Maybe Next Session

Perhaps the charter school legislation would have had a chance to help reform the public schools system if the teachers’ union had addressed its concerns in the beginning, suggests Washington. Instead lobbyists waited until the bill was in the hands of a union-friendly legislator to raise their real concerns.

As a former teachers’ union member, Williams’ support of the NSEA agenda comes as no surprise. NSEA contributed as much to his campaign as the gaming industry in the 1996 elections, according to his listed campaign contributions as reported to the Nevada Secretary of State.

Lobbyists for both Washoe and Clark County School Districts used the same tactics.

"If we would have had a fair hearing in the Assembly, if the union would have dealt honestly, if the districts would have addressed their concerns, we could have properly dealt with all of the issues," says Washington. "But everyone shied away until the last minute because no one wanted the spotlight on them. Their [the NEA’s] word stood for nothing. Their credibility is gone."

Now, the teachers’ union is completely happy. The largely toothless bill that passed conveniently keeps the union in control of Nevada’s public schools --- at least for two more years.

Erica Olsen is Managing Editor of Nevada Journal

[sidebar story: Other State's Successes with Charter Schools]

1997 NEA Resolutions

Following are the resolutions regarding education reform passed at the NEA Annual Convention on July 4 in Atlanta, Georgia:

A-1. Public Education. The Association believes that its members should support public education by sending their children to public educational institutions.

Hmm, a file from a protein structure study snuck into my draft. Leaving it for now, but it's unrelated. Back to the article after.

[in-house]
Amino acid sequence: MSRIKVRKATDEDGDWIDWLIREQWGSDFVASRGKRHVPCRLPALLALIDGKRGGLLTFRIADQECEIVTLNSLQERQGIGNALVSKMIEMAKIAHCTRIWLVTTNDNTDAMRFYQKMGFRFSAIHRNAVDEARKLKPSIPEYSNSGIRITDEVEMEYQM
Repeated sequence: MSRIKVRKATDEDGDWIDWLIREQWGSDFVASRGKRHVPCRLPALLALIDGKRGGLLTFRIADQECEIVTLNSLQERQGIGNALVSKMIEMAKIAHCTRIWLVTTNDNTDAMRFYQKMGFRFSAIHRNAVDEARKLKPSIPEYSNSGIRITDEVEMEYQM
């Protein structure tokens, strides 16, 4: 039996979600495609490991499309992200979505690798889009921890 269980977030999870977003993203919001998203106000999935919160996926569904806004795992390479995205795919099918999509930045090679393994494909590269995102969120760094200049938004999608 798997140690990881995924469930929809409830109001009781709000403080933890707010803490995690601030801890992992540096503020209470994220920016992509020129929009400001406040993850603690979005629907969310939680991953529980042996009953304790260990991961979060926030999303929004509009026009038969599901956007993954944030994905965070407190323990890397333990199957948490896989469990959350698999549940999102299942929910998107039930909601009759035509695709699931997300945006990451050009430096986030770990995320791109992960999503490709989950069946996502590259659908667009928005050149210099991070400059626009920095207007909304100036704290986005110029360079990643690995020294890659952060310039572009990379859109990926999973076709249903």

A-9. Public School Buildings. The Association believes that closed public school buildings should be sold or leased only to those organizations that do not provide direct educational services to students and/or are not in direct competition with public schools.

A-14. Basic Financial Support of Public Education. Funds must be provided for programs to alleviate race, gender and sexual orientation discrimination and to eliminate portrayal of race, gender and sexual orientation stereotypes in the public schools. The Association opposes the use of public revenues for private, parochial, or other nonpublic pre-K through 12 schools.

A-26. Deleterious Programs. The National Education Association believes that the following programs and practices are detrimental to public education and must be eliminated: privatization, performance contracting, tax credits for tuition to private and parochial schools, voucher plans (or funding formulas that have the same effect as vouchers), planned program budgeting systems (PPBS) and evaluations by private, profit-making groups.

A-27. Federally or State-Mandated Choice/Parental Option Plans. The Association opposes federally or state-mandated choice or parental option plans.

A-28. Voucher Plans and Tuition Tax Credits. The National Education Association believes that voucher plans and tuition tax credits or funding formulas that have the same effect under which pre-K through 12 nonpublic school education is subsidized by tax monies undermine public education, reduce the support needed to adequately fund public education and have the potential for racial, economic and social segregation of children. The Association opposes all attempts to establish and/or implement such plans.